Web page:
Friday, September 26, 2014

The Soft Coda

It seems somehow fitting that the Mets would be finishing up their season against the Houston Astros. The Astros, as we fondly remember, are the Mets expansion brethren, but through the machinations of Bud Selig and an ownership change have now found themselves stuck in the American League West. So, though it may seem very incongruous and weird for the Mets to be playing Interleague Games to close out their season, at least they're doing so against a team that used to be in the National League.

Not that you'd recognize many of these Astros. By now it's fairly common knowledge that the Astros are still in the midst of one of the most dramatic rebuilding projects in the history of Baseball. Faced with an aging roster and a barren farm system, the Astros strategy has basically been to tank it for 4 years now, dealing away basically every single Major League quality player in their system for prospects and fattening up on high draft picks. The result is that after middling seasons of 74-88 in 2009 and 76-86 in 2010, the Astros basically fell into the abyss, going 56-106 in 2011, 55-107 in 2012 and, in their first year in the American League last season, 51-111. But this season, these young guys, that have basically been plonked in the Major Leagues long before they were probably ready, are now starting to gel and tick upward. The Astros won't lose 100 games this season—they come in to Citi Field with a record of 69-90—and they won't finish in last place thanks to the Texas Rangers. Players like Jose Altuve, who's on the verge of a batting title, Jon Singleton, George Springer, Dallas Keuchel, Chris Carter and Robbie Grossman, the sort of names you've never heard of (partiularly since their Chris Carter is not our Chris "The Animal" Carter who was so productive off the bench in 2010) now, but you might if you keep paying attention to this bunch and they continue to work towards respectability.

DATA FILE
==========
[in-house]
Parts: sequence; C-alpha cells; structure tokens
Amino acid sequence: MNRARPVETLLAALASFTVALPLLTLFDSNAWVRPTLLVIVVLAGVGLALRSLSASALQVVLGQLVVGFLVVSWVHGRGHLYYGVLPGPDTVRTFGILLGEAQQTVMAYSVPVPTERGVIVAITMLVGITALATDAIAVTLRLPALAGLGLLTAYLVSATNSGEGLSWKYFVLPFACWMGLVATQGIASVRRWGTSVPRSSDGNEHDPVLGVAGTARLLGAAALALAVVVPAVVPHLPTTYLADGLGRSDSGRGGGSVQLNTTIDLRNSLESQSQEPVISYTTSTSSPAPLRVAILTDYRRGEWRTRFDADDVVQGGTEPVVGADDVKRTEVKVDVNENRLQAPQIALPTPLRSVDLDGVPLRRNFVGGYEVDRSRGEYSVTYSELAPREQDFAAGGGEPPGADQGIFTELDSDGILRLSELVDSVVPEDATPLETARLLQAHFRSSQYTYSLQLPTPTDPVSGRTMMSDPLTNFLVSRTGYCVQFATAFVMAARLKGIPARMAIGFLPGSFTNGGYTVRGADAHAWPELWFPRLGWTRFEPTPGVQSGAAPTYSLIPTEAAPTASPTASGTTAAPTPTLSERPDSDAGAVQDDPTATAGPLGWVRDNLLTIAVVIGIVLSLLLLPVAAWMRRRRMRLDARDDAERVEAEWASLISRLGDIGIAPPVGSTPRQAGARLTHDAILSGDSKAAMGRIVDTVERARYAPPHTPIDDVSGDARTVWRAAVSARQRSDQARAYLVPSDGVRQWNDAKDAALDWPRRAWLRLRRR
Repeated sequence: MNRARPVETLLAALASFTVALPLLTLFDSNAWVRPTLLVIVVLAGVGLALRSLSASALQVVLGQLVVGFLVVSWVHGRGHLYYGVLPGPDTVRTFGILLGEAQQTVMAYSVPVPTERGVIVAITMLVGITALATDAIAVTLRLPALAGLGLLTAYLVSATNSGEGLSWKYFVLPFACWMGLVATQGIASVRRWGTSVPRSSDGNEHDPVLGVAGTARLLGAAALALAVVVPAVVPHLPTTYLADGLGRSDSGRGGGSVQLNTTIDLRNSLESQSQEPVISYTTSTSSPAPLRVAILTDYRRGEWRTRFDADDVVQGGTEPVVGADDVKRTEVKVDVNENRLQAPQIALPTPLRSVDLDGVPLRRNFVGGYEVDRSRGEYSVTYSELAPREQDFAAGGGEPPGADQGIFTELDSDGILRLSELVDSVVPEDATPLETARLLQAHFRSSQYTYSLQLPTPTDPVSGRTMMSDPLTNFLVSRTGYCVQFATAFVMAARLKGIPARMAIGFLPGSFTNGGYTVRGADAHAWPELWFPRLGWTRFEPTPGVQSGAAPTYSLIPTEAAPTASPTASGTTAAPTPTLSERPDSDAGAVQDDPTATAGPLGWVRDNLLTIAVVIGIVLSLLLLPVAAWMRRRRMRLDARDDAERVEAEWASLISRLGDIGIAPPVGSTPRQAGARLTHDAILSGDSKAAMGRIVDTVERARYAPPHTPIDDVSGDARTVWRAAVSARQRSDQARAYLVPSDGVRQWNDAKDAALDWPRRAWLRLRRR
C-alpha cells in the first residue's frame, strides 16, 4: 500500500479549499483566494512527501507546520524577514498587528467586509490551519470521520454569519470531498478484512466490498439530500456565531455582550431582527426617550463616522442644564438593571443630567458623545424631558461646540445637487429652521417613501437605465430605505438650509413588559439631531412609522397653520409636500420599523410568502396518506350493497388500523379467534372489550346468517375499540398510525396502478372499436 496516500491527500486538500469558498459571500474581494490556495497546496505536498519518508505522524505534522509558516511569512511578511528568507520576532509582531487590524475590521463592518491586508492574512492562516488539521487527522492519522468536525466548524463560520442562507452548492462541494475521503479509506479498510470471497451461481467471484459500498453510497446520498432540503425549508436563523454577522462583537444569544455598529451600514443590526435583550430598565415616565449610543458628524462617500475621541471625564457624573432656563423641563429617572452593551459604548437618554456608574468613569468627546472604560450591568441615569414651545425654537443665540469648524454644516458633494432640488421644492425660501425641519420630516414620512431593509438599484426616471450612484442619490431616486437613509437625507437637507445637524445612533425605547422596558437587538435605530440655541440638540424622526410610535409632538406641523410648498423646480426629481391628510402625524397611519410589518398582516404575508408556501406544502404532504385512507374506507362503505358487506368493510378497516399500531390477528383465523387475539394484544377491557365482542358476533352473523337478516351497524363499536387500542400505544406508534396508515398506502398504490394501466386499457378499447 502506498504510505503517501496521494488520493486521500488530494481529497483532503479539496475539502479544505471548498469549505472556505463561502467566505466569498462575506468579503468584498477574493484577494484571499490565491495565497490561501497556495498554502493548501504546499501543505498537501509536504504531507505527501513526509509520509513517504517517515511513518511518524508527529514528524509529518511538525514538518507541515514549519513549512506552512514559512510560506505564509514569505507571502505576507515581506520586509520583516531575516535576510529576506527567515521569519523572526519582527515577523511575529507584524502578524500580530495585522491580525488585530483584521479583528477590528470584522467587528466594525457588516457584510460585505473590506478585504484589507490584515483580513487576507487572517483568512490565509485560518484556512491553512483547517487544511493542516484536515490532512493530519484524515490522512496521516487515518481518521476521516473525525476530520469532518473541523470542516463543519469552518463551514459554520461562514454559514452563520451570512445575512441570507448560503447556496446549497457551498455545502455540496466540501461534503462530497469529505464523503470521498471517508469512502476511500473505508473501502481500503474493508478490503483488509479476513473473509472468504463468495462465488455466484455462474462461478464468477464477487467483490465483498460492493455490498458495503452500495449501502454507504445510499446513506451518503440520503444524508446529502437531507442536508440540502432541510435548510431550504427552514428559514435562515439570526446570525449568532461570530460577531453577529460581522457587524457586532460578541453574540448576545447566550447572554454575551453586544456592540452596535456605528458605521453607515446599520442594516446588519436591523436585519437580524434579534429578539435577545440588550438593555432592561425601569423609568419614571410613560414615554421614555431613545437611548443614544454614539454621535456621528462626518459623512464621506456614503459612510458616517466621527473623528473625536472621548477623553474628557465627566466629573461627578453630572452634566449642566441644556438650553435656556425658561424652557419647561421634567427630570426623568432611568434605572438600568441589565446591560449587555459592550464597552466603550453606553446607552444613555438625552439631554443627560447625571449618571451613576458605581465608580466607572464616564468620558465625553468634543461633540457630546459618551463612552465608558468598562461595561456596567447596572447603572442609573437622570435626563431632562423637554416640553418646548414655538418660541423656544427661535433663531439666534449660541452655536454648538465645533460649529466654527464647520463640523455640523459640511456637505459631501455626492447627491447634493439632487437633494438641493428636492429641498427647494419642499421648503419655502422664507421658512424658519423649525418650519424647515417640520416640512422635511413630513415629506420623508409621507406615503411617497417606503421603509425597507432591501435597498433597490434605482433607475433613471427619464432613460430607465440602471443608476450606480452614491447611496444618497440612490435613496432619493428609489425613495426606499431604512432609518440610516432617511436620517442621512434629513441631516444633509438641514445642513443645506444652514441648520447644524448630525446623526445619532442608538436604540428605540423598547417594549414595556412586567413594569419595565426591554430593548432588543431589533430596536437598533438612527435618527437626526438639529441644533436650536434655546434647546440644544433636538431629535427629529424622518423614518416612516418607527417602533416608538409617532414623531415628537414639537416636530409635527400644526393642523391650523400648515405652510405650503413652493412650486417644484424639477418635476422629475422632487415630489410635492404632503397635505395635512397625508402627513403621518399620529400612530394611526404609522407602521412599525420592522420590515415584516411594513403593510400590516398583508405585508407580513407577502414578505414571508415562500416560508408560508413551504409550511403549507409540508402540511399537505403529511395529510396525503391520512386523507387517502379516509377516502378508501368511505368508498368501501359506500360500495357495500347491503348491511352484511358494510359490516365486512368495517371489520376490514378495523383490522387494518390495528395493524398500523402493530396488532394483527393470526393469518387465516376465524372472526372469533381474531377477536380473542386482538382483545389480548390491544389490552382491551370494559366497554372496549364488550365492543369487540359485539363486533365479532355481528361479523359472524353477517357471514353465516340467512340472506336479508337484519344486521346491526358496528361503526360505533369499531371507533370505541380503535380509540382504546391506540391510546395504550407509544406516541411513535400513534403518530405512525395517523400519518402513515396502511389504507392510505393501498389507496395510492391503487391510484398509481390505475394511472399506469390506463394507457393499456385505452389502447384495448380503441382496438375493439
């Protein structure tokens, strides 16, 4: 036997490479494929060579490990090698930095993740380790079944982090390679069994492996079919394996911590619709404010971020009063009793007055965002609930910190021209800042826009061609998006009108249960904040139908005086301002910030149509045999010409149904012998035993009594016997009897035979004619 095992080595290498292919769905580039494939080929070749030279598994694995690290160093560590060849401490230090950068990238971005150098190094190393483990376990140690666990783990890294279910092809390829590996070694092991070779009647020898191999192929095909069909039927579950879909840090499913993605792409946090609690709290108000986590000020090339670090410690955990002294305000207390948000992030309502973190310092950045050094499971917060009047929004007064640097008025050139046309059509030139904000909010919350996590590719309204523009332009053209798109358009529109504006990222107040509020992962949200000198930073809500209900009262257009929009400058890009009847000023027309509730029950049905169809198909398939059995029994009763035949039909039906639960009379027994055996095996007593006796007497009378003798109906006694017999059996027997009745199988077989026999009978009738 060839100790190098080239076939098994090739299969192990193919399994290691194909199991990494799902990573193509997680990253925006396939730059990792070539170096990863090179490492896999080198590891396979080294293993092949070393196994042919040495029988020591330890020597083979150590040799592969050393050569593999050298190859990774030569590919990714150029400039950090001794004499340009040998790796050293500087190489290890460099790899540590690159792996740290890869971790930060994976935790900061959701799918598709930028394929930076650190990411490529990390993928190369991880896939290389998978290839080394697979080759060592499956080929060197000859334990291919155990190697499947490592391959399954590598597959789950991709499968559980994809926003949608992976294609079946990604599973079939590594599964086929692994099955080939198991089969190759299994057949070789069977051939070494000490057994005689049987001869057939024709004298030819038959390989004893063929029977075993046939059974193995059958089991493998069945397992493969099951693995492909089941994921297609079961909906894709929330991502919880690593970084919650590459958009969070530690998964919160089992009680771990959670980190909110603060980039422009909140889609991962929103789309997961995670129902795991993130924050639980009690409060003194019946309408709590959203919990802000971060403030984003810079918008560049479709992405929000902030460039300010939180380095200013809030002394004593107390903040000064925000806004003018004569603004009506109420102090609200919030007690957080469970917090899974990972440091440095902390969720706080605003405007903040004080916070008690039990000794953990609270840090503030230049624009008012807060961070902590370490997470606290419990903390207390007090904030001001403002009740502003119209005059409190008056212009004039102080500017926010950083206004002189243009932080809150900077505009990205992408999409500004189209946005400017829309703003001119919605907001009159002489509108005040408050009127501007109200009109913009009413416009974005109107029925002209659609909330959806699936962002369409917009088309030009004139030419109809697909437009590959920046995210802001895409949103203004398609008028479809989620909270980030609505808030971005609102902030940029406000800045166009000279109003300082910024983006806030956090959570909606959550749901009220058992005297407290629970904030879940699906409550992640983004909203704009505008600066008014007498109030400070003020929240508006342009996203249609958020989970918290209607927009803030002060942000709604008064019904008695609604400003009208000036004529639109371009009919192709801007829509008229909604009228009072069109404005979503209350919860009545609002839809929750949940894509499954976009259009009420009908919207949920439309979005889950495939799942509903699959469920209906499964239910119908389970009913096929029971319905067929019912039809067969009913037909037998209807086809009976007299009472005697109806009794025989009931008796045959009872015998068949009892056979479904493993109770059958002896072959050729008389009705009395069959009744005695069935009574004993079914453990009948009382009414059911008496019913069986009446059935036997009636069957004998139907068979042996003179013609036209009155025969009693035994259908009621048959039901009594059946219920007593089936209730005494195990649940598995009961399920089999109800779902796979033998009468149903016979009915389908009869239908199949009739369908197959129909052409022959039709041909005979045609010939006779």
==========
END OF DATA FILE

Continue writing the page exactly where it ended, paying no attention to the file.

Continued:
The Mets are in a similar position, we know that, although their rebuilding hasn't been quite as massive an undertaking as the Astros, but if nothing else, it makes for something resembling an interesting storyline in a weekend series between two teams going nowhere to finish off the season. Tonight, the Astros came out on top, 3-1, in a game that fell apart on the Mets primarily because Jon Niese, who capped off an annoying season, ended up exiting the game with an elevated heart rate in the 6th inning, and Carlos Torres ended up allowing 3 runs rather quickly thanks to hits from Altuve and Carter. The Mets, facing Brad Peacock, another one of these young Astros arms that probably is a year or two away from actually being well-equipped enough to pitch in the Major Leagues, also wasn't long for the game in spite of the fact that he only allowed a solo Home Run to Curtis Granderson. He departed in the 5th, turning things over to a quartet of relievers, Kevin Chapman, Jorge de Leon, Tony Sipp and Chad Qualls, who lack in name recognition (OK, Qualls has been around for a while, but the rest of these guys?), allowed nothing to the Mets the rest of the way, and so that was how the night went. An incredibly unexciting game played by two mostly unexciting teams, and yet you feel you have to watch, simply because the season is now down to just two games, and by opening pitch of Saturday's game, the season will be over in less than 24 hours (barring some sort of weather-induced issue or a 20-inning game, that might be too fitting for these two teams, and since I have tickets to Sunday's affair, maybe I should keep my mouth shut).

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